Aortic Stenosis

Aortic stenosis AS may be found in MRCPCH either without or following an operation. Depending on severity it may be asymptomatic or lead to sudden death. Anatomy Valvular (most common form), subvalvular and supravalvular aortic stenosis. The most common cause

Atrial Septal Defect

Anatomy This can occur as secundum defects (80%)  , primum defects (10%), or sinus venosus ASD. Frequency 1/1500 need closure. 10-20% of adults have some sort of inter-atrial communication. Physiology Holes between the atria are usually remnants of the foramen

Pulmonary Stenosis

Anatomy Most cases of valvular pulmonary stenosis are congenital in origin. Acquired pulmonary stenosis are less common but may be caused by carcinoid syndrome, rheumatic fever, stenosis of bioprosthetic or valved conduits used in repair of complex congenital lesions involving

Tetralogy of Fallot

Tetralogy of Fallot Patients with this condition are common in the Clinical Examination as it is a relatively common condition and the patients are usually stable. They may pre or post repair. Anatomy VSD Pulmonary stenosis Overriding Aorta Right Ventricular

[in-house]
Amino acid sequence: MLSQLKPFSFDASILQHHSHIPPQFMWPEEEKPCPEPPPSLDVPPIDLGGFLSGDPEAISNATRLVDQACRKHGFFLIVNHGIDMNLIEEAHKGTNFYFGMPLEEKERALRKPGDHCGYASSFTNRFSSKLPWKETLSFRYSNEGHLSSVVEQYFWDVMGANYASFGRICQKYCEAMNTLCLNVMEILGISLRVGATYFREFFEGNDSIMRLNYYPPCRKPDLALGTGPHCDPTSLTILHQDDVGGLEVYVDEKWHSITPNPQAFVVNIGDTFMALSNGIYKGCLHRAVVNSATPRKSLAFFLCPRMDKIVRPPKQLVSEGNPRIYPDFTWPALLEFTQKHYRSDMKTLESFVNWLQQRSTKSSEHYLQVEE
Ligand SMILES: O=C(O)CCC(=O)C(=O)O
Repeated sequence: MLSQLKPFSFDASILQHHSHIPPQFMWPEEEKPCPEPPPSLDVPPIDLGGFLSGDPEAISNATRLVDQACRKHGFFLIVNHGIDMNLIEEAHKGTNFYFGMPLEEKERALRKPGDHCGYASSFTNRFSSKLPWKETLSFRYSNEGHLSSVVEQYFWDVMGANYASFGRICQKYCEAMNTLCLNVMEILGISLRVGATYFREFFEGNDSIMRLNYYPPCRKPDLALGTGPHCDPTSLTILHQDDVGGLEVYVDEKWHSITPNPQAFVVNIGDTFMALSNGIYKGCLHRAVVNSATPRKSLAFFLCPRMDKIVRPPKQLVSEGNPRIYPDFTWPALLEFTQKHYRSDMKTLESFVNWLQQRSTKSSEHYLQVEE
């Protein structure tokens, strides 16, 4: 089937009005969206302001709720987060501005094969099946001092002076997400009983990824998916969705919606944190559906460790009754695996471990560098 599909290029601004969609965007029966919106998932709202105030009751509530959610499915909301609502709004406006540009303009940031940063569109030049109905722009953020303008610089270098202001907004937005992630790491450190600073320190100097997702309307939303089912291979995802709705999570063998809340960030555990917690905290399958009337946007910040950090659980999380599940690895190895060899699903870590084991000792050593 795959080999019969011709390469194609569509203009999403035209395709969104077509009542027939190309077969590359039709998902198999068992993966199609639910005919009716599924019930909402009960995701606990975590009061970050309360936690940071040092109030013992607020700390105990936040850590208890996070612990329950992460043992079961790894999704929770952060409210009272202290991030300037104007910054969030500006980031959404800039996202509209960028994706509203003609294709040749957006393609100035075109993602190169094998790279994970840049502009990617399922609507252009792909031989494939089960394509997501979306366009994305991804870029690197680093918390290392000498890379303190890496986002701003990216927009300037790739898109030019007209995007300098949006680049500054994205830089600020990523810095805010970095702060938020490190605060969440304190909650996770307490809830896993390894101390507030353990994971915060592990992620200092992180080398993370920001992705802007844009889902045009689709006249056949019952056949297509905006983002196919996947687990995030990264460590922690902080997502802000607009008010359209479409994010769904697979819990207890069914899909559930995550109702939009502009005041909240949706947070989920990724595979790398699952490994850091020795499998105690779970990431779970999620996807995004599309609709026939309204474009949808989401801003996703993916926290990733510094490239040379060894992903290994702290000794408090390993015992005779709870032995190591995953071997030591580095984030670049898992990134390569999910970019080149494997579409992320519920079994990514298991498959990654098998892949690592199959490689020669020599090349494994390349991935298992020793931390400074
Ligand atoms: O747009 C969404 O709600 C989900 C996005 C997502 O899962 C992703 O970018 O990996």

Transposition of the Great Arteries

TGA is an important duct-dependent cardiac defect. A patient may be present in the exam following BT shunt placement or after corrective surgery. Anatomy Transposition of the great arteries (TGA) –  the aorta arises from the right ventricle and the

Ventricular Septal Defect (VSD)

VSD is the most common congenital heart condition. It may occur as an isolated defect, or it may be a component of anomalies such as tetralogy of Fallot, transposition of great arteries, coarctation of aorta etc. Anatomy Perimembranous Muscular Apical

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